From adversity, the conversation shifted towards adaptability. How has the past year changed the way our panelists work or the way they run their businesses? Several industry leaders touched on the dichotomy of having to operate from a position of scarcity during the pandemic while at the same time developing plans to scale up once the industry returned to growth. Others talked about their successful virtual initiatives and other “pivots” that they launched in 2020, connecting with their communities through innovation while still demonstrating compassion. But the majority felt that being nimble, embracing change, and adapting were the greatest lessons learned over these past 15 months.
“I hope that people will say that the attractions industry didn’t just survive the pandemic but that we used it as an opportunity to thrive, that we came back and made meaningful and enduring changes…we’re going to be entering a time when the world needs joy and escape more than ever.” – Jenefer Brown, LIONSGATE
“At the end of the day, what I think is probably most important is that we’ve managed through this, we’ve survived, the business recovered, but we did it in a way that really took care of our employees and associates and continued to deliver a great experience for our guests.” – Victoria Lozano, Crayola Attractions and Retail
“I think people will look back and value how cultural institutions and museums helped get us through the pandemic by communicating our storytelling in new ways.” – Journey Gunderson, National Comedy Center
Most of us want this pandemic to be a distant memory, evaporating in the mists of time. But in addition to the profound sense of loss we have all experienced, there should be an equally profound sense of pride. We’ve endured; we’ve survived; we’re still here. So, what is our ultimate legacy? Decades from now, when people look back on this moment in time, what do our colleagues hope people will say about the attractions industry and how we’ve handled this adversity?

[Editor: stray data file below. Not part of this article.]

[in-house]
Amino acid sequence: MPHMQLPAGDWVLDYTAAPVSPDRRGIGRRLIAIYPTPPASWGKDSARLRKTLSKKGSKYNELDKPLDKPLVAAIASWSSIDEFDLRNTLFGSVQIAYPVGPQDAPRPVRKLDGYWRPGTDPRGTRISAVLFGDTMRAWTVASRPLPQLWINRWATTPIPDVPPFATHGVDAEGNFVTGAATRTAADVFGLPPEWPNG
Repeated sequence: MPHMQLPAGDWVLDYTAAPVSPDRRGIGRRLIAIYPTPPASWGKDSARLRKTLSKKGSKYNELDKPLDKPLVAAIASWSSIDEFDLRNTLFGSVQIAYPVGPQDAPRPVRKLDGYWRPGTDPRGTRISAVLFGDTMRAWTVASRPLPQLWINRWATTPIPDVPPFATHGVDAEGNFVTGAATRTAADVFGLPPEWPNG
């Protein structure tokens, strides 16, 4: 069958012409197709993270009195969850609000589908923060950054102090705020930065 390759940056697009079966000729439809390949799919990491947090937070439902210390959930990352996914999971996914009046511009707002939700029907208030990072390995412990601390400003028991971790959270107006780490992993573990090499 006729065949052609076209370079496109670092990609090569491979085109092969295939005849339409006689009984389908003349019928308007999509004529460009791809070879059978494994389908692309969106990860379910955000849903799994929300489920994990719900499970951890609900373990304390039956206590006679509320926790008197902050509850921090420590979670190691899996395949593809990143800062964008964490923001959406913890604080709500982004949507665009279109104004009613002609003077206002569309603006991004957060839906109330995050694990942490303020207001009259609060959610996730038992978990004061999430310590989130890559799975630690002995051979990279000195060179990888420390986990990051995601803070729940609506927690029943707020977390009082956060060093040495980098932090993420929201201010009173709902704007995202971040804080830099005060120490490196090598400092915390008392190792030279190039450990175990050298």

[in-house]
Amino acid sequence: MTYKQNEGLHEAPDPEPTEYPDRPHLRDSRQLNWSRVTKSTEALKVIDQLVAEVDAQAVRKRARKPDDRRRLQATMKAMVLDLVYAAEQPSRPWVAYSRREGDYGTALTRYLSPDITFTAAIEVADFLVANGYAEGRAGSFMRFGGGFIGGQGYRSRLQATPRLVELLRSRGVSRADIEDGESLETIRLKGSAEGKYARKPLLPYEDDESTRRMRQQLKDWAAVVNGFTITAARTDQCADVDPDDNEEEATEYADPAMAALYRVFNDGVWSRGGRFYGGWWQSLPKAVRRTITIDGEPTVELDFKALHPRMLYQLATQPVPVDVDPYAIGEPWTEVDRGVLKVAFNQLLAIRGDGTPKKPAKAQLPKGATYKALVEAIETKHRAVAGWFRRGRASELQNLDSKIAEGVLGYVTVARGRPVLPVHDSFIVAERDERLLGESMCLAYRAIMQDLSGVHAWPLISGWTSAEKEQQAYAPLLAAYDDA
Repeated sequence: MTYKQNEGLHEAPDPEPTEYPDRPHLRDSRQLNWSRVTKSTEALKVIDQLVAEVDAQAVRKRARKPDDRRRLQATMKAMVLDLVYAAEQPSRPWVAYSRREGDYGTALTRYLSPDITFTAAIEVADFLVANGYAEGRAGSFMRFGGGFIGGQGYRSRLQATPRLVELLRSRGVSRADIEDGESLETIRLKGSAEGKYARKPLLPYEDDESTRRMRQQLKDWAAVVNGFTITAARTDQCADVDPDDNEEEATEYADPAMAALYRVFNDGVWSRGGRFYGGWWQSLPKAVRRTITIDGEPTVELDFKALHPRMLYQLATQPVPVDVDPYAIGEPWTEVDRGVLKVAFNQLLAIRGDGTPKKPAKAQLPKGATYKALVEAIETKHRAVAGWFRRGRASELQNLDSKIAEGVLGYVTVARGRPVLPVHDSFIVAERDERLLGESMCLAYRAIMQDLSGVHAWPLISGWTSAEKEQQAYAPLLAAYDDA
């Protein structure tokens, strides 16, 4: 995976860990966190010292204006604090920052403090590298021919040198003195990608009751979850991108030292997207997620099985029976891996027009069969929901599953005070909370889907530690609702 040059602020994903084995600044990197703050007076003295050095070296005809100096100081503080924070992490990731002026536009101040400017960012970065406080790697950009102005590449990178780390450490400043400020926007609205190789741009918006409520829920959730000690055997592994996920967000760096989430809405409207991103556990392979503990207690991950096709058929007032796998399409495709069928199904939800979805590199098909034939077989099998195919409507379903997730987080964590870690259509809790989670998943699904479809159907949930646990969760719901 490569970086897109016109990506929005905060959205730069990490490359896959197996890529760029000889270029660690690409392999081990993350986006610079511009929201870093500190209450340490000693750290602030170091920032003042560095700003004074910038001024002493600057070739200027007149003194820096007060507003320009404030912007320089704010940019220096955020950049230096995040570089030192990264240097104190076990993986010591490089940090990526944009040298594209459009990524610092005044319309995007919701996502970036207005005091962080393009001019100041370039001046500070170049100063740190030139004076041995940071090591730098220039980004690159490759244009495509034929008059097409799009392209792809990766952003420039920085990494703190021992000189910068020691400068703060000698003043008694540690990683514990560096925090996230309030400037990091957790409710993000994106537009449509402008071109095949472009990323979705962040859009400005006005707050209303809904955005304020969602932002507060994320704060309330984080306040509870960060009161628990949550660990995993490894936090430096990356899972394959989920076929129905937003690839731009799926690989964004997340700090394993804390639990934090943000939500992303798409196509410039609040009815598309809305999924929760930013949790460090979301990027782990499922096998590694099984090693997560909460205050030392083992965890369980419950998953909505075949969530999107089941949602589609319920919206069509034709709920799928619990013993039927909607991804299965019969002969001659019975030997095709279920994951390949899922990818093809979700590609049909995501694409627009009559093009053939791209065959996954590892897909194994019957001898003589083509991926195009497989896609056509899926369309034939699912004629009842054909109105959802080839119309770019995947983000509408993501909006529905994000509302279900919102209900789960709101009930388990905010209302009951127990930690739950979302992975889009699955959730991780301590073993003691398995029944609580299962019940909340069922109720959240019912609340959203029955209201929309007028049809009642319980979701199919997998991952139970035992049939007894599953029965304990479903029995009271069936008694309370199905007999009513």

In answering this question, many of our colleagues again leaned on the characteristics of adaptability, innovation, and openness to change. We as an industry created or reaffirmed our commitment to issues such as diversity and inclusion, professional development, and safety. We embraced innovation, and in the face of unprecedented challenges innovated not just creatively, but operationally. We adopted the “audible ready” and became nimble in the face of constantly changing regulations. We collaborated, shared ideas, and created community amongst our peers and even our competitors. Most importantly, our panelists want the industry to remember that we were caring and compassionate – that we looked out for our teams while still trying to create the best experience for our visitors.
“We’ve been tested in a way we didn’t expect, and we didn’t measure up at times, but what we have done is come together…Human connection is what we do.” – Jonathan Casson, SONY Pictures Entertainment
“I’m hoping that after this time that we’ve learned some valuable lessons for mitigating the impact of these occurrences in the future.” – Linda Dong, China Leisure Entertainment